Well, I must say I feel like a fool. I actually thought that the IRS targeting Tea Party and conservative organizations was an example of the improper use of a government agency to intimidate and harass people with dissenting viewpoints. Lucky for me, I read Noam Scheiber‘s piece in the New Republic. Mr. Scheiber has explained everything and straightened me out.
Democrats can’t say it; Barack Obama can’t say it; and the IRS certainly can’t say it, so here goes: The only real sin the IRS committed in its ostensible targeting of conservatives is the sin of political incorrectness—that is, of not pretending it needed to vet all the new groups that wanted tax-exempt status, even though it mostly just needed to vet right-wing groups.
How do we know this? Because, for one thing, the people submitting the questionable applications were overwhelmingly right-wingers. As others have pointed out, the early Obama era was a boom time for conservative activists, who were forming groups faster than NBC burns through “Today Show” hosts. This coincided with a series of court rulings that made it possible for these groups to claim tax-exempt status without disclosing their donors under section 501c4 of the tax code.1 As a result, there were suddenly way more non-disclosing political groups trying to claim tax-exempt status than there ever had been, and the vast majority were right-leaning. No surprise, then, that the IRS would focus on whether these groups actually qualified for that status—something that was questionable since the law said their primary activity needed to be “social welfare,” not politicking.
But, in fact, the IRS’s great conservative crackdown is even more innocent than that. It turns out that the applications the conservative groups submitted to the IRS—the ones the agency subsequently combed over, provoking nonstop howling—were unnecessary. The IRS doesn’t require so-called 501c4 organizations to apply for tax-exempt status. If anyone wants to start a social welfare group, they can just do it, then submit the corresponding tax return (form 990) at the end of the year. To be sure, the IRS certainly allows groups to apply for tax-exempt status if they want to make their status official. But the application is completely voluntary, making it a strange basis for an alleged witch hunt.
So why would so many Tea Party groups subject themselves to a lengthy and needless application process? Mostly it had to do with anxiety—the fear that they could run afoul of the law once they started raising and spending money. “Our business experience was that we had to pay taxes once there was money coming through here,” says Tom Zawistowski, the recent president of the Ohio Liberty Coalition, which tangled with the IRS over its tax status. “We felt we were under a microscope. … We were on pins and needles at all times.” In other words, the groups submitted their applications because they perceived themselves to be persecuted, not because they actually were.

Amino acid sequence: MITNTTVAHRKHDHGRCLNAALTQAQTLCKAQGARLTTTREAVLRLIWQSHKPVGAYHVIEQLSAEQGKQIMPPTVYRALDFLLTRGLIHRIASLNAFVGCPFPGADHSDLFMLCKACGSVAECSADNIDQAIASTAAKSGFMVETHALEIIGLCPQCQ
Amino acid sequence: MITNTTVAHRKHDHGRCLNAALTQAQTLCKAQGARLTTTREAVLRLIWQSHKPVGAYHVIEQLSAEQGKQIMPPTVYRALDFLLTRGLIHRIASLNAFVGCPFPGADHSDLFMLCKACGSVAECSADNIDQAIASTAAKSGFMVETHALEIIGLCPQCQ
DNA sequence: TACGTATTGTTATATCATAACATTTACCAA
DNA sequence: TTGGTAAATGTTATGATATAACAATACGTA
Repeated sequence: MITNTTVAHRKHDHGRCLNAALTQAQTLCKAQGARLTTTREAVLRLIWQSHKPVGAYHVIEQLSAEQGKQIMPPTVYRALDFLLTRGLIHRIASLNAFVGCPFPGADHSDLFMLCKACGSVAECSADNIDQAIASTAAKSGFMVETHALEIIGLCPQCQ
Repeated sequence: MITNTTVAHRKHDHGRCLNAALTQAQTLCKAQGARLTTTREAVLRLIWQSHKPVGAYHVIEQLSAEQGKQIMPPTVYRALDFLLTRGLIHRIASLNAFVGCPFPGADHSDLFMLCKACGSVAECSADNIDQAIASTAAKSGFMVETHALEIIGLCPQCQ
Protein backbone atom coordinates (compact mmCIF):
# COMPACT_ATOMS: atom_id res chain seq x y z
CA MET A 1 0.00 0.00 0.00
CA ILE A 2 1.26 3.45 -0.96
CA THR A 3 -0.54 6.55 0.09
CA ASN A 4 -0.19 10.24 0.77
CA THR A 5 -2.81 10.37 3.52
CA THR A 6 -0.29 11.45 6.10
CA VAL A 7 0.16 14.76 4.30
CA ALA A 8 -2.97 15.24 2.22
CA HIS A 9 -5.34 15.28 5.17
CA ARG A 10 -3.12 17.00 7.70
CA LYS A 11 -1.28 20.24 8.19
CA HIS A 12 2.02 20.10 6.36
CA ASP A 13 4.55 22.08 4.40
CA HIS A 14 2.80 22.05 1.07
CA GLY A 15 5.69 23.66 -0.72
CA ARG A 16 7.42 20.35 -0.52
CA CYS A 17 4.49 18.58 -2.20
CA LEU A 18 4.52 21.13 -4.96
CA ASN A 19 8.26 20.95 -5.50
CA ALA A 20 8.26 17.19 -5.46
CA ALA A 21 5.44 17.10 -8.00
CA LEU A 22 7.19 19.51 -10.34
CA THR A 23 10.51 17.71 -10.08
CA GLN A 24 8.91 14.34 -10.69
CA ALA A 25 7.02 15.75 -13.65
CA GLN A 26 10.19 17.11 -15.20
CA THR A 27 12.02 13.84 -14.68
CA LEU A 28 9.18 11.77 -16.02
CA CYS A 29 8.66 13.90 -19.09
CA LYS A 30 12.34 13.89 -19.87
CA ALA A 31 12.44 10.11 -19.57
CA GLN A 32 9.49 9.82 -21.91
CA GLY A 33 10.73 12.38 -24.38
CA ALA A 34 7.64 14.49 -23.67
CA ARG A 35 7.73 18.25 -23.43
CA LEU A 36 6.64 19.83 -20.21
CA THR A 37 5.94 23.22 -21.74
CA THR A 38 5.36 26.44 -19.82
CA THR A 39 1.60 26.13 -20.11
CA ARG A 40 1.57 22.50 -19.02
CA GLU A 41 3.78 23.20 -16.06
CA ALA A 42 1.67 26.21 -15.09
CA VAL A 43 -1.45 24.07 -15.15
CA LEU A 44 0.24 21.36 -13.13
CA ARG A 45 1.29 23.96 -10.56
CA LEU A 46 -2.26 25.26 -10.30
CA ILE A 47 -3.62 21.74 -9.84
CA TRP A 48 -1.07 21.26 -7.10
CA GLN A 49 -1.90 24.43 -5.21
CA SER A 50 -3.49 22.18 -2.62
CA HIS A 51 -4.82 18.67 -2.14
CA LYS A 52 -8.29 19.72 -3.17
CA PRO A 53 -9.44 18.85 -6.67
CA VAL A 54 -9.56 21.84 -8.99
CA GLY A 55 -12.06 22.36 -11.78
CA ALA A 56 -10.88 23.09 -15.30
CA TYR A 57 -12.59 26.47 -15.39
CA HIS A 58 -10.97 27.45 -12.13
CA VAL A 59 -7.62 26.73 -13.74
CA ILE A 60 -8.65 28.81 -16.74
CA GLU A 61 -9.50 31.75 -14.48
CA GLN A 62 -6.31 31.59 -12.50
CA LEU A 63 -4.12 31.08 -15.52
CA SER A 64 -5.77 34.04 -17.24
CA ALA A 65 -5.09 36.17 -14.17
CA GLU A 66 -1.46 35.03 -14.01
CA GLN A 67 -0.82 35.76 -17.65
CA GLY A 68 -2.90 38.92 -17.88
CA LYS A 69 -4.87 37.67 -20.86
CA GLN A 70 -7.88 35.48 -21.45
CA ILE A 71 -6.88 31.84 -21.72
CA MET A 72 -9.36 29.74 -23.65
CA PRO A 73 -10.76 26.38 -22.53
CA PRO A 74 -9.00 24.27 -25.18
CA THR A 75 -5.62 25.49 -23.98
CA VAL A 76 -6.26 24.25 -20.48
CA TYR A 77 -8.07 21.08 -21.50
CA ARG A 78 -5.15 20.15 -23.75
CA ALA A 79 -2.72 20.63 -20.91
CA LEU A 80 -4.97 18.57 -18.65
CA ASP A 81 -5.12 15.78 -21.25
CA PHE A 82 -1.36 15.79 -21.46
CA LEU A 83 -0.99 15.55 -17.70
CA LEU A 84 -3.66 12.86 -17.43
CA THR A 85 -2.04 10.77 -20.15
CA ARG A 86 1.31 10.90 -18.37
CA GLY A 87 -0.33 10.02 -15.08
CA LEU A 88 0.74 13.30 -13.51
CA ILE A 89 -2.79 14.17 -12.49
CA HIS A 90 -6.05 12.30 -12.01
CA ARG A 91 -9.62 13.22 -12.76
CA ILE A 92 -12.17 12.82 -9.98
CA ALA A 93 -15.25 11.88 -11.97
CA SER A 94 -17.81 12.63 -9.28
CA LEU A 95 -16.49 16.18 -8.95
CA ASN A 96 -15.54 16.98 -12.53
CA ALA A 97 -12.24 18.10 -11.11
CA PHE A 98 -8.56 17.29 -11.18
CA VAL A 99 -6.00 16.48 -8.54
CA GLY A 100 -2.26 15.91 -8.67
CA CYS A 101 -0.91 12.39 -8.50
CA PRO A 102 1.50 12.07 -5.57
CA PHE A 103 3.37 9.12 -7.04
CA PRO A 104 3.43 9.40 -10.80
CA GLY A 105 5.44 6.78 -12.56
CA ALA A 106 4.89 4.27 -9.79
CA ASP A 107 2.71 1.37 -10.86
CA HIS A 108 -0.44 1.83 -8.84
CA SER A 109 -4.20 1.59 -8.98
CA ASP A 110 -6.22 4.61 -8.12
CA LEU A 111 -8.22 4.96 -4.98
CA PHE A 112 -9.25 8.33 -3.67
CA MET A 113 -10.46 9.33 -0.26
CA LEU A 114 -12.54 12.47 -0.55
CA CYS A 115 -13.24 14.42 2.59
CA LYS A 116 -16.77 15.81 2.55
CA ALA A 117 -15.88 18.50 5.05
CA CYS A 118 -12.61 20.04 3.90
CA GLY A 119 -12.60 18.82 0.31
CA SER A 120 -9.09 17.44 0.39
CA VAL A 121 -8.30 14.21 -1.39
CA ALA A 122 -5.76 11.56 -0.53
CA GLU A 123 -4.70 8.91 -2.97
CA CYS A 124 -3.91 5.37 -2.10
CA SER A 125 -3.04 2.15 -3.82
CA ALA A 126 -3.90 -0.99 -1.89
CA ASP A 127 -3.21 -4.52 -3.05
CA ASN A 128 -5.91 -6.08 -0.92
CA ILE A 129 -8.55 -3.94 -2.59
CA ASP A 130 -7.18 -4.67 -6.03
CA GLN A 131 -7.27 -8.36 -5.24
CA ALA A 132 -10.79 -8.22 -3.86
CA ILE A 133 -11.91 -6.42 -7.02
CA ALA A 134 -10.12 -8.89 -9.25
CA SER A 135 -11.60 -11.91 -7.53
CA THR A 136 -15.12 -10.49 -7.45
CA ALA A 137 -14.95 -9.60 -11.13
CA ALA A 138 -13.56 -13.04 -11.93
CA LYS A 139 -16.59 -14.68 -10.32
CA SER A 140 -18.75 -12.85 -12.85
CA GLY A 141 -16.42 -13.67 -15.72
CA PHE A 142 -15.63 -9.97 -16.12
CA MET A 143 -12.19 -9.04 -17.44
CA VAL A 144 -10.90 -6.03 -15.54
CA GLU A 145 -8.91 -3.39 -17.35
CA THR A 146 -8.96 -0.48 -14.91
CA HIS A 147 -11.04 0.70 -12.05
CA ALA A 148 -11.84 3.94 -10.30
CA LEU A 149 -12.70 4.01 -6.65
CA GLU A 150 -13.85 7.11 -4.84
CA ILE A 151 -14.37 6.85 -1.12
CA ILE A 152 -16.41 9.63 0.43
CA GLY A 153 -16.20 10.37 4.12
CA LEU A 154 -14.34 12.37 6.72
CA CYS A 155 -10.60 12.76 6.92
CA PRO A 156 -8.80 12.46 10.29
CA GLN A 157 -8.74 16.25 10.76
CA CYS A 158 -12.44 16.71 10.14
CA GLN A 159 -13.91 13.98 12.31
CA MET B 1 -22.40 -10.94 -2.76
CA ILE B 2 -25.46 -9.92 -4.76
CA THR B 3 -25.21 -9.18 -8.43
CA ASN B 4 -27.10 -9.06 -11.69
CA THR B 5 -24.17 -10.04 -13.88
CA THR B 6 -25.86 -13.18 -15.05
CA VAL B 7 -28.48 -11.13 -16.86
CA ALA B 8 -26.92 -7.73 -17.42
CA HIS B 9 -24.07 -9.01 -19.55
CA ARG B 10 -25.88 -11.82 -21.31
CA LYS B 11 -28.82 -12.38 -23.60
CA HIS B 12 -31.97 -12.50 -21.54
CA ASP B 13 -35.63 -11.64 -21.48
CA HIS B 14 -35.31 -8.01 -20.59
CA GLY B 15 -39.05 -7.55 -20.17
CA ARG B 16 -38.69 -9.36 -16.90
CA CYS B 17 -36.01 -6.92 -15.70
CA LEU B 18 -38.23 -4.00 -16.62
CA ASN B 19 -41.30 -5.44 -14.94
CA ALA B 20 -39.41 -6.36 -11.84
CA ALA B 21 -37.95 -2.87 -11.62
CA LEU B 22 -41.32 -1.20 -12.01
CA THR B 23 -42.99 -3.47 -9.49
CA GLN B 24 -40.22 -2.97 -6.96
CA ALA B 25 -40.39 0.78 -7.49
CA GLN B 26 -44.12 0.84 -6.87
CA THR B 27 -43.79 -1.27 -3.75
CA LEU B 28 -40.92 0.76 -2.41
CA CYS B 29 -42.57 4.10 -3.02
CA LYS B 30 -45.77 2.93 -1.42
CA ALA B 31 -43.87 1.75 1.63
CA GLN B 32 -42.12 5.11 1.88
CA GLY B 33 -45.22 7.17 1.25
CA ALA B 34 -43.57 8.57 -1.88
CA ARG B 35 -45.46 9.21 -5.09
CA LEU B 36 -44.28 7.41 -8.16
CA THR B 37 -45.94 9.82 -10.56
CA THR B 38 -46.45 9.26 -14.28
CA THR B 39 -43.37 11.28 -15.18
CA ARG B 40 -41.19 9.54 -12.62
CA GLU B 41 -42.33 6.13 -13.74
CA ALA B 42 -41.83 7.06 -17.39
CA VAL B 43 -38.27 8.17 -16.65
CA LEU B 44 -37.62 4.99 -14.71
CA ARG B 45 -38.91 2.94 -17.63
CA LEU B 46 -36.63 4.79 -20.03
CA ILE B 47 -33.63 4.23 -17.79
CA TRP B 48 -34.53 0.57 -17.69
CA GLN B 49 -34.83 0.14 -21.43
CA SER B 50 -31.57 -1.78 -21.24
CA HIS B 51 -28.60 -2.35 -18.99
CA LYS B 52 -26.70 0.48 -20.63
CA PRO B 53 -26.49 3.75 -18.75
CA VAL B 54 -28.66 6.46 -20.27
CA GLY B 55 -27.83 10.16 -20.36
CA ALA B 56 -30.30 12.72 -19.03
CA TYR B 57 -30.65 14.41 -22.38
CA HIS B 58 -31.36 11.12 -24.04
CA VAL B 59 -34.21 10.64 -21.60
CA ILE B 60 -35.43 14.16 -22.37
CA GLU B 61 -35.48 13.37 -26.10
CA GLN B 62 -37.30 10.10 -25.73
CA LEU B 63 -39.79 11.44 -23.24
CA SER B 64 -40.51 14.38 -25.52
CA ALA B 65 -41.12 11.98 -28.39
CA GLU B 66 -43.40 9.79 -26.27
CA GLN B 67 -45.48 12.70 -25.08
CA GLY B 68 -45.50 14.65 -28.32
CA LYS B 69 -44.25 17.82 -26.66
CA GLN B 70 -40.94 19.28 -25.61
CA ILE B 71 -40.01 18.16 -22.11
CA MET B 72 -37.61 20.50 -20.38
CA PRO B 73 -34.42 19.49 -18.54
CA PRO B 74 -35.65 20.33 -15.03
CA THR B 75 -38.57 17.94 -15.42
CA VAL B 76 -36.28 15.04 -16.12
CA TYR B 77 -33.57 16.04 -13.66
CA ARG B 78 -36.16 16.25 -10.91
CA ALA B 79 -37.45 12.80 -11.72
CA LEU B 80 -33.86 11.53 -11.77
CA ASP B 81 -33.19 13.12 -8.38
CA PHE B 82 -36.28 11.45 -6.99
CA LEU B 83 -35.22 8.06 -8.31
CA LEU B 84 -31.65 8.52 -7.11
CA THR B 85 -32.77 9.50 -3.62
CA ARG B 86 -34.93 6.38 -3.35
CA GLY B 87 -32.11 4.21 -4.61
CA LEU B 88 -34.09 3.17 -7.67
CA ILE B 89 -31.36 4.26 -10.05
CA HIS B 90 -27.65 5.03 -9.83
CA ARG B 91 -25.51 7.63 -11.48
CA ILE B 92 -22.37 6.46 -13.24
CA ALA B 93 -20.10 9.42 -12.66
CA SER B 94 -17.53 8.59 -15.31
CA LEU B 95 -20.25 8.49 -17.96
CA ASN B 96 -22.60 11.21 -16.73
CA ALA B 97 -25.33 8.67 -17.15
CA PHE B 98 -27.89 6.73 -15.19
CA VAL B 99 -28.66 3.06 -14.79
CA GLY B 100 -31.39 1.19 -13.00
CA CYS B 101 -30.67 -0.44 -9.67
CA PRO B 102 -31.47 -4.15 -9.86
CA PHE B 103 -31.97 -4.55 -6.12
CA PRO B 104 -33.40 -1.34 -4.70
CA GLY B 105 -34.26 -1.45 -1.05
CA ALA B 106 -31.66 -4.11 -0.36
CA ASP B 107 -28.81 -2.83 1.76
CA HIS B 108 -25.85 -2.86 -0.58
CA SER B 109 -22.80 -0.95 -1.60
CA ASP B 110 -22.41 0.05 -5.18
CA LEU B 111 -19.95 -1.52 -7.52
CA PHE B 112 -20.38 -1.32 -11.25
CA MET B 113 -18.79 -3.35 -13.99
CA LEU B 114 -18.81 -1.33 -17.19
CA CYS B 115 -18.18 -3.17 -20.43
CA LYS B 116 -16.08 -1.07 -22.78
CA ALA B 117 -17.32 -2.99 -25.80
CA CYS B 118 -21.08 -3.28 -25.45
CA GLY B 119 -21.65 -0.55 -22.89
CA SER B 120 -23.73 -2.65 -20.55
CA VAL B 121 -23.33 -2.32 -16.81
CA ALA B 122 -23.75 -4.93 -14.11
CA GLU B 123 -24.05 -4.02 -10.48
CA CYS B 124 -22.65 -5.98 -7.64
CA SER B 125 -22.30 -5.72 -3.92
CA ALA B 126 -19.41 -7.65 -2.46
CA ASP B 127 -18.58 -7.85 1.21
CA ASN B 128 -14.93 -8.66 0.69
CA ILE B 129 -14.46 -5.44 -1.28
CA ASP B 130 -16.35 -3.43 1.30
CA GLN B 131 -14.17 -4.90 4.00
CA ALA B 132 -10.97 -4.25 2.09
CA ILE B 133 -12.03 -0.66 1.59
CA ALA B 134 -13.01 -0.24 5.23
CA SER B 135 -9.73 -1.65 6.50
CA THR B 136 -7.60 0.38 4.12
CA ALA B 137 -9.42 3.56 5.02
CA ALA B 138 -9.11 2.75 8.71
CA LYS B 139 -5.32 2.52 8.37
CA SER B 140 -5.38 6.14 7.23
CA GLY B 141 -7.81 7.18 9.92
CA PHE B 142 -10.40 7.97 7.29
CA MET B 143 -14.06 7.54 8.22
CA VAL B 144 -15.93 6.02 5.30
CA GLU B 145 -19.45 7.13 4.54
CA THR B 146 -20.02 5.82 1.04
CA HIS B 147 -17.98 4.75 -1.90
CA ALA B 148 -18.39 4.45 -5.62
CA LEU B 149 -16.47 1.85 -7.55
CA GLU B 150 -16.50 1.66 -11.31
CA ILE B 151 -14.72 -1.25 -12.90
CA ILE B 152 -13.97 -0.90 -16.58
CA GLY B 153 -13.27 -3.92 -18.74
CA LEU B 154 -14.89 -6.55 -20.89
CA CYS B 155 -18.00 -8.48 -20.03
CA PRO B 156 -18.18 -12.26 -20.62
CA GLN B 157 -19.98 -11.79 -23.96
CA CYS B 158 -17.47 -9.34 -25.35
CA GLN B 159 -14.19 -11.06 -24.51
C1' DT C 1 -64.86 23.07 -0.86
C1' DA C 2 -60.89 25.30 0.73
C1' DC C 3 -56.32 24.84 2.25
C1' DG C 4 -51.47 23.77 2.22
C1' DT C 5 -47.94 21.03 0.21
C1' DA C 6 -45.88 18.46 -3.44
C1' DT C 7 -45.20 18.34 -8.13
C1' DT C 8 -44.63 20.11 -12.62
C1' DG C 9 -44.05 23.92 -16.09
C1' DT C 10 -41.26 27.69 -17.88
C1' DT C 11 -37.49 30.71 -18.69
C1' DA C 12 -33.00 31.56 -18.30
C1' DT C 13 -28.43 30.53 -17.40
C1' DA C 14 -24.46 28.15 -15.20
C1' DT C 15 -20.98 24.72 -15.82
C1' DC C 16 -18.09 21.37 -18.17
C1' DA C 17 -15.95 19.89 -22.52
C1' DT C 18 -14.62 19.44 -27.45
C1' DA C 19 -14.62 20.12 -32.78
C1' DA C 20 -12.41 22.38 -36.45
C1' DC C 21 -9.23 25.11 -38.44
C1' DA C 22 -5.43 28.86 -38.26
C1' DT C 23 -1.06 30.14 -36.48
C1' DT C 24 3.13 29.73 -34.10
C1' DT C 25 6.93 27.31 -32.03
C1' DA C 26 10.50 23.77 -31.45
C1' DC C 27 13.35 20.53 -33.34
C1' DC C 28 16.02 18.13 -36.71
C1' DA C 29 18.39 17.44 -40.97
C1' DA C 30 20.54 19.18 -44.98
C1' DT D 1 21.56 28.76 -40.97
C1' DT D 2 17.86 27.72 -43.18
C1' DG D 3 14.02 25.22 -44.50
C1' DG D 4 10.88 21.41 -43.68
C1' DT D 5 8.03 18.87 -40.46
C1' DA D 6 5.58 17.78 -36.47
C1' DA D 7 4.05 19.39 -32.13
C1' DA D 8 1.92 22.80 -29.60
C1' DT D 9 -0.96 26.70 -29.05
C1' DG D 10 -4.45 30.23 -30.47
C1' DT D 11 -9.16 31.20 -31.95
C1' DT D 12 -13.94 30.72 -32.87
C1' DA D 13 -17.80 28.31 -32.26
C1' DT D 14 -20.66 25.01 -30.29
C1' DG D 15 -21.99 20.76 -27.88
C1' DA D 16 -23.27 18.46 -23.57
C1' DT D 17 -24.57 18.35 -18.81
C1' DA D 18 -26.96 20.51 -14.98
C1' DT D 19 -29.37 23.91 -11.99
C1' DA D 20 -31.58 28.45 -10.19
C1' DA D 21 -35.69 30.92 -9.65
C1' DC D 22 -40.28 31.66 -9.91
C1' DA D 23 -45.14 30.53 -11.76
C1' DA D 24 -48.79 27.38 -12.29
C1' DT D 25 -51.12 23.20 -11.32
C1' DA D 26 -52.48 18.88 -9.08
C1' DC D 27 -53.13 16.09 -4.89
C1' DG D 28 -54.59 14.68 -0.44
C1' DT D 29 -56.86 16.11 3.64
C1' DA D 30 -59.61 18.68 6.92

So you see. There were just so many shady Tea Party groups forming that of course the IRS had to be very careful vetting all the applications. Oh but wait. According to USA Today, liberal groups had very little trouble getting tax exempt status.
In the 27 months that the Internal Revenue Service put a hold on all Tea Party applications for non-profit status, it approved applications from similar liberal groups, a USA TODAY review of IRS data shows.
As applications from conservative groups sat in limbo, groups with obviously liberal names were approved in as little as nine months. With names including words like “Progress” or “Progressive,” these groups applied for the same tax status and were engaged in the same kinds of activities as the conservative groups.
The controversial, 3-year-old strategy to manage the increasing number of political groups seeking tax-exempt status came under fire Tuesday. The agency’s own inspector general blamed IRS leadership for “ineffective management.”
The Justice Department wants to know if that was more than just mismanagement. Calling the IRS’ actions “outrageous and unacceptable,” Attorney General Eric Holder said Tuesday that he has asked the FBI to investigate. “We’re examining the facts to see if there were any criminal violations,” he said.
A federal official who has been briefed on the matter said the investigation could focus on potential violations of civil rights law, including targeting groups based on political affiliation and infringing free speech. The official, who is not authorized to comment publicly, said authorities could consider possible violations of the Hatch Act, which restricts political activities of government workers.
There goes that narrative.
Mr. Scheiber wonders why the Tea Party organizations might be anxious to make sure all their paperwork was in order. For many organizers of the Tea Party, this was their first actual experience with political activism. Despite the liberal talking point that the Tea Party is Astroturf, most Tea Partiers are not the sort of professional protesters found in Soros funded Left wing political pressure groups. Quite a few of these people owned their own businesses and most were used to the idea of obeying the laws and regulations they were subject to. Also, Tea Party activists knew full well that liberal politicians from the President on down and the mainstream media hated them. The Tea Party has been called racist, bigoted, fascist, Nazis, and worse by tolerant, compassionate liberals.No slander was too outrageous to fabricate about the Tea Party. They had good reason to want to make sure everything was in order.